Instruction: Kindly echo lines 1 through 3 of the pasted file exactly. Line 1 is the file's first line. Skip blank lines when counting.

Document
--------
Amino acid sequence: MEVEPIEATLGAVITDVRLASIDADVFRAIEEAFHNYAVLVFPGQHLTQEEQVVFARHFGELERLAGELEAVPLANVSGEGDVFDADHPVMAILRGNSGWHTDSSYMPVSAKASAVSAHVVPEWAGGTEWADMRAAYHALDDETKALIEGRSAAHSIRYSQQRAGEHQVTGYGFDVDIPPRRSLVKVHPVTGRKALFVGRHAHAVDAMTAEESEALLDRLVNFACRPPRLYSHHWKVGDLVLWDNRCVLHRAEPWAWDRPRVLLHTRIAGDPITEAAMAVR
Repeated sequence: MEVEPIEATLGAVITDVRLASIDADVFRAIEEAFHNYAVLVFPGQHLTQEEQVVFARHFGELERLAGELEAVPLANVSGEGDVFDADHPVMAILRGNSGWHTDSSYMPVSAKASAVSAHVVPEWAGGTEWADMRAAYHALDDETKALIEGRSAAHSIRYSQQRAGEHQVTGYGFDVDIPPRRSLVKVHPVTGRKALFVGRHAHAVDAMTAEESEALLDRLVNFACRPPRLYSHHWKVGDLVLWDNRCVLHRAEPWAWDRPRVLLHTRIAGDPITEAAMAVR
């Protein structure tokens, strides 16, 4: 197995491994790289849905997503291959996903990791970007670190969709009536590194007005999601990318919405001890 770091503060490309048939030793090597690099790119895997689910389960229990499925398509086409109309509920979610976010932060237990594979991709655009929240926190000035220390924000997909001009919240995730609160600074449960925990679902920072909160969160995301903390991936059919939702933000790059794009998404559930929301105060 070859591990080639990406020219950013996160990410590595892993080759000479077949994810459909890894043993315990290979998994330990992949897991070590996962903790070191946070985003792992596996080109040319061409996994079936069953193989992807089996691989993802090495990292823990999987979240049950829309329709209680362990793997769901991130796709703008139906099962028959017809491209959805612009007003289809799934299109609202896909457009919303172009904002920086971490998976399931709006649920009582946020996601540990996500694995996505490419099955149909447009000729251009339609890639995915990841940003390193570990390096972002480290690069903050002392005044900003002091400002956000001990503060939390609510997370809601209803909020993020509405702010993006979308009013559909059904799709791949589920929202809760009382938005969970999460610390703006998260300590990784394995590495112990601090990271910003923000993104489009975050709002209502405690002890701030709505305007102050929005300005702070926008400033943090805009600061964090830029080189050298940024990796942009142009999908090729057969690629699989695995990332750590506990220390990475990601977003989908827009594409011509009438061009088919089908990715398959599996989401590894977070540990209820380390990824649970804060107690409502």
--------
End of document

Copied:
Amino acid sequence: MEVEPIEATLGAVITDVRLASIDADVFRAIEEAFHNYAVLVFPGQHLTQEEQVVFARHFGELERLAGELEAVPLANVSGEGDVFDADHPVMAILRGNSGWHTDSSYMPVSAKASAVSAHVVPEWAGGTEWADMRAAYHALDDETKALIEGRSAAHSIRYSQQRAGEHQVTGYGFDVDIPPRRSLVKVHPVTGRKALFVGRHAHAVDAMTAEESEALLDRLVNFACRPPRLYSHHWKVGDLVLWDNRCVLHRAEPWAWDRPRVLLHTRIAGDPITEAAMAVR
Repeated sequence: MEVEPIEATLGAVITDVRLASIDADVFRAIEEAFHNYAVLVFPGQHLTQEEQVVFARHFGELERLAGELEAVPLANVSGEGDVFDADHPVMAILRGNSGWHTDSSYMPVSAKASAVSAHVVPEWAGGTEWADMRAAYHALDDETKALIEGRSAAHSIRYSQQRAGEHQVTGYGFDVDIPPRRSLVKVHPVTGRKALFVGRHAHAVDAMTAEESEALLDRLVNFACRPPRLYSHHWKVGDLVLWDNRCVLHRAEPWAWDRPRVLLHTRIAGDPITEAAMAVR
């Protein structure tokens, strides 16, 4: 197995491994790289849905997503291959996903990791970007670190969709009536590194007005999601990318919405001890 770091503060490309048939030793090597690099790119895997689910389960229990499925398509086409109309509920979610976010932060237990594979991709655009929240926190000035220390924000997909001009919240995730609160600074449960925990679902920072909160969160995301903390991936059919939702933000790059794009998404559930929301105060 070859591990080639990406020219950013996160990410590595892993080759000479077949994810459909890894043993315990290979998994330990992949897991070590996962903790070191946070985003792992596996080109040319061409996994079936069953193989992807089996691989993802090495990292823990999987979240049950829309329709209680362990793997769901991130796709703008139906099962028959017809491209959805612009007003289809799934299109609202896909457009919303172009904002920086971490998976399931709006649920009582946020996601540990996500694995996505490419099955149909447009000729251009339609890639995915990841940003390193570990390096972002480290690069903050002392005044900003002091400002956000001990503060939390609510997370809601209803909020993020509405702010993006979308009013559909059904799709791949589920929202809760009382938005969970999460610390703006998260300590990784394995590495112990601090990271910003923000993104489009975050709002209502405690002890701030709505305007102050929005300005702070926008400033943090805009600061964090830029080189050298940024990796942009142009999908090729057969690629699989695995990332750590506990220390990475990601977003989908827009594409011509009438061009088919089908990715398959599996989401590894977070540990209820380390990824649970804060107690409502």